Militarization of police forces not the answer to complex threats

Ronald Crelinsten

While much of the focus for the past year has been on the threat from the Islamic State group (ISIL), the claiming of the Charlie Hebdo attack by Al-Qaida in the Arabian Peninsula (AQAP) suggests that the threat is much more complex.

Al-Qaida and ISIL have been in competition for some time, vying for recruits and disagreeing over strategy. Last September, I suggested that al-Qaida was the greater threat, after the U.S. revealed they had bombed a mysterious “Khorasan Group” in western Syria linked to an AQAP plot to bomb transatlantic airplanes.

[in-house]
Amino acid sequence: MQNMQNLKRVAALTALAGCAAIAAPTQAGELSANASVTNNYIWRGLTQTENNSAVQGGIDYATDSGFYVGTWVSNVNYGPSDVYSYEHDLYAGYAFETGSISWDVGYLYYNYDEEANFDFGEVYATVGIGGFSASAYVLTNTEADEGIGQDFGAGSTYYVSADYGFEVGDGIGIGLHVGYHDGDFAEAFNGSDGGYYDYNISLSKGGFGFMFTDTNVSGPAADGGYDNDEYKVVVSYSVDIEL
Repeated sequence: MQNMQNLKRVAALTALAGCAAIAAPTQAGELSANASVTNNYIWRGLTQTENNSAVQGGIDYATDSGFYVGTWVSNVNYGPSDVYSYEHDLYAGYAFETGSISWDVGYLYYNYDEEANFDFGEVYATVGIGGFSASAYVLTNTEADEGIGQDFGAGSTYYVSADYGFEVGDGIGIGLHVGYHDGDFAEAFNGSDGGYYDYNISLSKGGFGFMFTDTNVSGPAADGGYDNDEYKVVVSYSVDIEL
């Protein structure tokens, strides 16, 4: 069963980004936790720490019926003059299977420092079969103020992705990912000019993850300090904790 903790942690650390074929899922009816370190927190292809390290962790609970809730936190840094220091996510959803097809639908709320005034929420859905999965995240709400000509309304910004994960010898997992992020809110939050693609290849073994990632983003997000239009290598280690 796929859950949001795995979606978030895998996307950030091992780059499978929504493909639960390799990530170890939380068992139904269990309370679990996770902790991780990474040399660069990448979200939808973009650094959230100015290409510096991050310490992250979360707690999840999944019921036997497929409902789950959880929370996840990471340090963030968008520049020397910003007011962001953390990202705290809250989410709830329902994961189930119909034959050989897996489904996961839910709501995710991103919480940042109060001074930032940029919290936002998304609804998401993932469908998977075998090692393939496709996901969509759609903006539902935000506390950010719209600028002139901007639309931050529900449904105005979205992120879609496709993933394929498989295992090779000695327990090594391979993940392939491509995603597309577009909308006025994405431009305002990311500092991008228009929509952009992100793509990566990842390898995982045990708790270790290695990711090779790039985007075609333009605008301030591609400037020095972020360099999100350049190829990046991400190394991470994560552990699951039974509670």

Now the two threats seem to have merged, with Ahmedi Coulibaly claiming his attacks against police and Jews in the name of ISIL. A secret attempt last fall by a radical U.S. lawyer to secure the release of Peter Kassig, a Muslim convert and humanitarian aid worker held hostage by ISIL, was based on trying to mend the theological dispute between ISIL’s top ideologue and his al-Qaida teacher in Jordan. It almost worked, until Jordanian intelligence pulled the plug. Kassig was beheaded.

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